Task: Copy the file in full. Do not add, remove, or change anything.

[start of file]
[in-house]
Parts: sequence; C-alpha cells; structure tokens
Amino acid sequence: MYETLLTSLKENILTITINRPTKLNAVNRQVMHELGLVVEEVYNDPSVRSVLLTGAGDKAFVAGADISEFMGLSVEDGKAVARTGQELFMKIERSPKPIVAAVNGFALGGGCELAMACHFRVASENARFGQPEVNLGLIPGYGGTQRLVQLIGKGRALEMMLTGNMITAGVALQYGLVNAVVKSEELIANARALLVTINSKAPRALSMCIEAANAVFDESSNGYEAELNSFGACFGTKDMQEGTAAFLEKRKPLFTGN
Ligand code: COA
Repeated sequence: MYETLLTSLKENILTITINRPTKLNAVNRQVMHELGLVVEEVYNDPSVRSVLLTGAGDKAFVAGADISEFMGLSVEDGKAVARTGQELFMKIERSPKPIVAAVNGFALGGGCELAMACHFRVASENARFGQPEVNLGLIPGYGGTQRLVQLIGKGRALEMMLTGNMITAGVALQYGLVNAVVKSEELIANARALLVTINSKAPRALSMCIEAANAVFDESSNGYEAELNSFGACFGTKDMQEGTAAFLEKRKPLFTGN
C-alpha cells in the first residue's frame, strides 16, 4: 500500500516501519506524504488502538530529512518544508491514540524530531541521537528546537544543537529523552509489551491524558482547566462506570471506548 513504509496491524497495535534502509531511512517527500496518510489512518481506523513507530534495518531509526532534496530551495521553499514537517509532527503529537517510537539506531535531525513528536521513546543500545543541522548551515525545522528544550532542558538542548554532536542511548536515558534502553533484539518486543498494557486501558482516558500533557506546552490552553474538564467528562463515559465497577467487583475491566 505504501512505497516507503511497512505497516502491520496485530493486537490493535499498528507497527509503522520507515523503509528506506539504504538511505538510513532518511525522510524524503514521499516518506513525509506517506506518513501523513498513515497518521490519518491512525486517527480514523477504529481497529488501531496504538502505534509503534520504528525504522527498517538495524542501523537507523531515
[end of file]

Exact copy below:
[in-house]
Parts: sequence; C-alpha cells; structure tokens
Amino acid sequence: MYETLLTSLKENILTITINRPTKLNAVNRQVMHELGLVVEEVYNDPSVRSVLLTGAGDKAFVAGADISEFMGLSVEDGKAVARTGQELFMKIERSPKPIVAAVNGFALGGGCELAMACHFRVASENARFGQPEVNLGLIPGYGGTQRLVQLIGKGRALEMMLTGNMITAGVALQYGLVNAVVKSEELIANARALLVTINSKAPRALSMCIEAANAVFDESSNGYEAELNSFGACFGTKDMQEGTAAFLEKRKPLFTGN
Ligand code: COA
Repeated sequence: MYETLLTSLKENILTITINRPTKLNAVNRQVMHELGLVVEEVYNDPSVRSVLLTGAGDKAFVAGADISEFMGLSVEDGKAVARTGQELFMKIERSPKPIVAAVNGFALGGGCELAMACHFRVASENARFGQPEVNLGLIPGYGGTQRLVQLIGKGRALEMMLTGNMITAGVALQYGLVNAVVKSEELIANARALLVTINSKAPRALSMCIEAANAVFDESSNGYEAELNSFGACFGTKDMQEGTAAFLEKRKPLFTGN
C-alpha cells in the first residue's frame, strides 16, 4: 500500500516501519506524504488502538530529512518544508491514540524530531541521537528546537544543537529523552509489551491524558482547566462506570471506548 513504509496491524497495535534502509531511512517527500496518510489512518481506523513507530534495518531509526532534496530551495521553499514537517509532527503529537517510537539506531535531525513528536521513546543500545543541522548551515525545522528544550532542558538542548554532536542511548536515558534502553533484539518486543498494557486501558482516558500533557506546552490552553474538564467528562463515559465497577467487583475491566 505504501512505497516507503511497512505497516502491520496485530493486537490493535499498528507497527509503522520507515523503509528506506539504504538511505538510513532518511525522510524524503514521499516518506513525509506517506506518513501523513498513515497518521490519518491512525486517527480514523477504529481497529488501531496504538502505534509503534520504528525504522527498517538495524542501523537507523531515